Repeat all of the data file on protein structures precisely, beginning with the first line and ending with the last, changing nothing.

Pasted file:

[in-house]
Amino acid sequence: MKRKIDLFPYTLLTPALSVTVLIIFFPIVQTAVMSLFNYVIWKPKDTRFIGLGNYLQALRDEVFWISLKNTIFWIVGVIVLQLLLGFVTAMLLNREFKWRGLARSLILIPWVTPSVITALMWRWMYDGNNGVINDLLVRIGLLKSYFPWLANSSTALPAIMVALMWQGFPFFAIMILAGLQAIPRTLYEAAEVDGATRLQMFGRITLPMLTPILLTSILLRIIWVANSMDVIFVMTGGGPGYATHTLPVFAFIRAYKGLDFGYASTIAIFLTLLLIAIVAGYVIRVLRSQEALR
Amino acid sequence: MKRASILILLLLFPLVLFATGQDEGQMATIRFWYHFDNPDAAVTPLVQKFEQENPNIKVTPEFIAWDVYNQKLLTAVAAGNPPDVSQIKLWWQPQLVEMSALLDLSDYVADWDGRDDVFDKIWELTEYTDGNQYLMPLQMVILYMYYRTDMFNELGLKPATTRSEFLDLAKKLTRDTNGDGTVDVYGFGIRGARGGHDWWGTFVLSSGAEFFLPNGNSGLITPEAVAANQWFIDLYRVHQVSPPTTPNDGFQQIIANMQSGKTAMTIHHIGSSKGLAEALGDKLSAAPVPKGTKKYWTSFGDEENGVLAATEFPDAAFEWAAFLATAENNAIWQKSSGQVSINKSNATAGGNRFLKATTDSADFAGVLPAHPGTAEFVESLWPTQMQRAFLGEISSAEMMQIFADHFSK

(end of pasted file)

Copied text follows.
[in-house]
Amino acid sequence: MKRKIDLFPYTLLTPALSVTVLIIFFPIVQTAVMSLFNYVIWKPKDTRFIGLGNYLQALRDEVFWISLKNTIFWIVGVIVLQLLLGFVTAMLLNREFKWRGLARSLILIPWVTPSVITALMWRWMYDGNNGVINDLLVRIGLLKSYFPWLANSSTALPAIMVALMWQGFPFFAIMILAGLQAIPRTLYEAAEVDGATRLQMFGRITLPMLTPILLTSILLRIIWVANSMDVIFVMTGGGPGYATHTLPVFAFIRAYKGLDFGYASTIAIFLTLLLIAIVAGYVIRVLRSQEALR
Amino acid sequence: MKRASILILLLLFPLVLFATGQDEGQMATIRFWYHFDNPDAAVTPLVQKFEQENPNIKVTPEFIAWDVYNQKLLTAVAAGNPPDVSQIKLWWQPQLVEMSALLDLSDYVADWDGRDDVFDKIWELTEYTDGNQYLMPLQMVILYMYYRTDMFNELGLKPATTRSEFLDLAKKLTRDTNGDGTVDVYGFGIRGARGGHDWWGTFVLSSGAEFFLPNGNSGLITPEAVAANQWFIDLYRVHQVSPPTTPNDGFQQIIANMQSGKTAMTIHHIGSSKGLAEALGDKLSAAPVPKGTKKYWTSFGDEENGVLAATEFPDAAFEWAAFLATAENNAIWQKSSGQVSINKSNATAGGNRFLKATTDSADFAGVLPAHPGTAEFVESLWPTQMQRAFLGEISSAEMMQIFADHFSK